1. During the Wars of Independence William Wallace sent three English knights - William Fitzwarin, William de Ros and Sir Marmaduke Tweng - to Dumbarton Castle as prisoners. He ordered them to be held in chains rather than the comfort normally afforded to wealthy captives.
2. William Wallace himself may have briefly been a prisoner here in 1305. Thereafter he was taken via Carlisle to London for execution.
Attacked by the Picts, the English, the Vikings, Oliver Cromwell and by James IV in his efforts against the rebellious Earl of Lennox, Dumbarton Castle has had a colourful history. Known as the ‘Rock of the Clyde’ it remained garrisoned upto and including World War II.
HISTORY OF DUMBARTON CASTLE
Known in the Dark Ages as the "Rock of the Clyde", Dumbarton Rock has been the site of a fortification for at least 1500 years. As the ancient capital of the British kingdom of Strathclyde - a kingdom that stretched from Loch Lomond to Cumbria - it was attacked by Picts and Northumbrians in the eighth century and by the Viking warlord Olaf 'the White' in the ninth. With the ascendancy of Duncan I in 1034, Strathclyde ceased to exist and was incorporated into the wider political entity of the kingdom of Scotland. In 1098 neighbouring Argyll was conceded to the King of Norway and Dumbarton became an important frontier fortress especially from the 1220s onwards as the Scottish King Alexander II fought with Norway to reclaim Argyll.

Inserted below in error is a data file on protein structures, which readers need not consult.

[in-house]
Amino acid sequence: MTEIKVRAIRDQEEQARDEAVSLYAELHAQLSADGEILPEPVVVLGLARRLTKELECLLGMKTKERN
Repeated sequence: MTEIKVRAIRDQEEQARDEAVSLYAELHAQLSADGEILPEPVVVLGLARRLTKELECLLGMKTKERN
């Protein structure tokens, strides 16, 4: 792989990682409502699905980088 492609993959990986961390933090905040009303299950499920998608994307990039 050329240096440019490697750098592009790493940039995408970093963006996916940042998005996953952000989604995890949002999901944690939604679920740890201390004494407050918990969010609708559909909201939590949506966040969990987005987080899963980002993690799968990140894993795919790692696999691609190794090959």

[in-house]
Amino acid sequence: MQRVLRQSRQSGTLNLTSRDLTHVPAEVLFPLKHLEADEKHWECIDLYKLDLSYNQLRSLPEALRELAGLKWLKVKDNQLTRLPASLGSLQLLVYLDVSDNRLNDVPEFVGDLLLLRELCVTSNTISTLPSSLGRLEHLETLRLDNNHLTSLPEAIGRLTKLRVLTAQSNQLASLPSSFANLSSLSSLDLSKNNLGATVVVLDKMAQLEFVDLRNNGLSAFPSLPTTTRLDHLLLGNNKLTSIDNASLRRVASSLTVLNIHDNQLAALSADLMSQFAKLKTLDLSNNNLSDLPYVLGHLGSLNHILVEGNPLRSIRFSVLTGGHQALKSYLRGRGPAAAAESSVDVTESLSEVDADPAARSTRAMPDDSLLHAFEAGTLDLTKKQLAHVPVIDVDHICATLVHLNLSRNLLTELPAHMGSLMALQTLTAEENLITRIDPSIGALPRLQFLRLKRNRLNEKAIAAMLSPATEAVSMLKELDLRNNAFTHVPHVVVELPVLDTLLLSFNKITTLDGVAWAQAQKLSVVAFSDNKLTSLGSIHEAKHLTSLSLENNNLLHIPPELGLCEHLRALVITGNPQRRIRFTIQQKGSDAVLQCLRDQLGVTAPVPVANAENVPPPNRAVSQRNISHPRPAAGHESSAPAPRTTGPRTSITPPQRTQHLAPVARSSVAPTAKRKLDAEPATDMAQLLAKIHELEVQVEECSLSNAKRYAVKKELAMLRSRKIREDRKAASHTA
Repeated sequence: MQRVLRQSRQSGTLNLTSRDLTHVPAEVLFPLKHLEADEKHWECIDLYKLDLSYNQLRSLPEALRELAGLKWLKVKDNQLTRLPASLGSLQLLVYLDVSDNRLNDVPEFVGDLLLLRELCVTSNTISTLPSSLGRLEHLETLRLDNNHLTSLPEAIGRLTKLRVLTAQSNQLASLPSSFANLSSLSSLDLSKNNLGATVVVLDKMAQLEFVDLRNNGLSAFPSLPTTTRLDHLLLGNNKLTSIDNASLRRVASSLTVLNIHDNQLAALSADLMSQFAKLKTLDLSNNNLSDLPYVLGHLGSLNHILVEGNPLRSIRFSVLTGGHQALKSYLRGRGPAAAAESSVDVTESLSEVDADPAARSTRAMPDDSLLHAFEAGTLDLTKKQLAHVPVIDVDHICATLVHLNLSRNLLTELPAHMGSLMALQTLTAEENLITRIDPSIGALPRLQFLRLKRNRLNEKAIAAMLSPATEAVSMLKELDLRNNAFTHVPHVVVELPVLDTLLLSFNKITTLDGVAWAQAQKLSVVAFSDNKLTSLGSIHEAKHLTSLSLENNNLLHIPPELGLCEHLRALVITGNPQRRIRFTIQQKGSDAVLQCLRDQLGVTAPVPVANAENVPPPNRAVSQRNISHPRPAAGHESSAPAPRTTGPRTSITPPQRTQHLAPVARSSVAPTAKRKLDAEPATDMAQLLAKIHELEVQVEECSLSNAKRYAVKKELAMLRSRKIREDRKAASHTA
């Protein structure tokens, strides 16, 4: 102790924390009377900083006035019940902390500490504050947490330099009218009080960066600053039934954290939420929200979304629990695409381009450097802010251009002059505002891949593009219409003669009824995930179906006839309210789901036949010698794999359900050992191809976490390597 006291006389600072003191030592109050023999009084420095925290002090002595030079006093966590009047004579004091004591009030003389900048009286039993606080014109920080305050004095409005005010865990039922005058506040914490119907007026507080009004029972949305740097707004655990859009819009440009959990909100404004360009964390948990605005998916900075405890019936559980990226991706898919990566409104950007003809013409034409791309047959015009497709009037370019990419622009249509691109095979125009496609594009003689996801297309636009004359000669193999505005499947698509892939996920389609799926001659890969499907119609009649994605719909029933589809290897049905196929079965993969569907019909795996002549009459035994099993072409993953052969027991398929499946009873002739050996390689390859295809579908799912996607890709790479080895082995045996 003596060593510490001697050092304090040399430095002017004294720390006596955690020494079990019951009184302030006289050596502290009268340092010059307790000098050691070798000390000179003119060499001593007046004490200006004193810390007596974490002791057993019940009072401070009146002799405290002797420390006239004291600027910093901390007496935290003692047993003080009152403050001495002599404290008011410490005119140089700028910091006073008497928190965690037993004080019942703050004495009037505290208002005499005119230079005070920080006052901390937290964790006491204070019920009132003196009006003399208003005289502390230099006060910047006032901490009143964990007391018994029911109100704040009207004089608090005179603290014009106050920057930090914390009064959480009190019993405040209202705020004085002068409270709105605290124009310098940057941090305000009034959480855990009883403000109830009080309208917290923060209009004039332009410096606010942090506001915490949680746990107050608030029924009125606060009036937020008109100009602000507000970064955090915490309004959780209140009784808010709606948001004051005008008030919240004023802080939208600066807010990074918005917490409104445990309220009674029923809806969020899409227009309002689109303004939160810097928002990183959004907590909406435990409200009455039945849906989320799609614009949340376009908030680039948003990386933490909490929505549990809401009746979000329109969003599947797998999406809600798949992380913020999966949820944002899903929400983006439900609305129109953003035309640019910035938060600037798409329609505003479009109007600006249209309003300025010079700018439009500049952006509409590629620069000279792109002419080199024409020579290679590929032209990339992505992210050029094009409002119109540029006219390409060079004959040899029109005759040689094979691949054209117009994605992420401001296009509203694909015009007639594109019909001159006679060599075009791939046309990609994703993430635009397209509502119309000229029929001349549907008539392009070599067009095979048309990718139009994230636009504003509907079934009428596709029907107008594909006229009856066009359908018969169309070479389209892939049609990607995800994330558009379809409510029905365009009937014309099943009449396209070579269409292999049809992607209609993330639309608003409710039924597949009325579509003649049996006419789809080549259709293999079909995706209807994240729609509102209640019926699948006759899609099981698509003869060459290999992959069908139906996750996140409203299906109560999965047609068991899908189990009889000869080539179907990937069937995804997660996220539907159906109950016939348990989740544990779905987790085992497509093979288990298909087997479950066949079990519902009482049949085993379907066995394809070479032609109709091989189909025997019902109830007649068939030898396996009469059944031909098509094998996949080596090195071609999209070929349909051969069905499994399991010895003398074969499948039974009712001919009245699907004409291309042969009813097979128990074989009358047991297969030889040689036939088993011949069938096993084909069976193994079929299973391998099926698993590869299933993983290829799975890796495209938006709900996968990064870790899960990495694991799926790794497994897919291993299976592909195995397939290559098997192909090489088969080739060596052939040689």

During the Wars of Independence the castle was taken by the English in the invasion of 1296 but, following the defeat at the Battle of Stirling Bridge, the garrison withdrew. When the Second War of Scottish Independence erupted in 1332, early English success at the Battle of Halidon Hill (1333) saw their forces surge back into Scotland. Dumbarton Castle was one of only five fortifications to hold out for the young King David II (the others were Kildrummy, Loch Doon, Lochleven and Urquhart). The King stayed at the castle on his way to exile in France.
The fifteenth century was not much quieter for Dumbarton; held against the King by the Earl of Lennox it was besieged by James IV and only surrendered when Mons Meg, the great siege gun, was brought from Edinburgh Castle. Lennox regained the castle after James was killed at the Battle of Flodden (1513) but lost it again to the new King's supporters.
During the Civil War the castle fell to Oliver Cromwell without a fight. It remained a key strategic location however and, to protect against a combined French/Jacobite threat, the castle was upgraded in 1724 with the installation of the gun batteries, magazine and turrets seen today. The castle was garrisoned until WWII.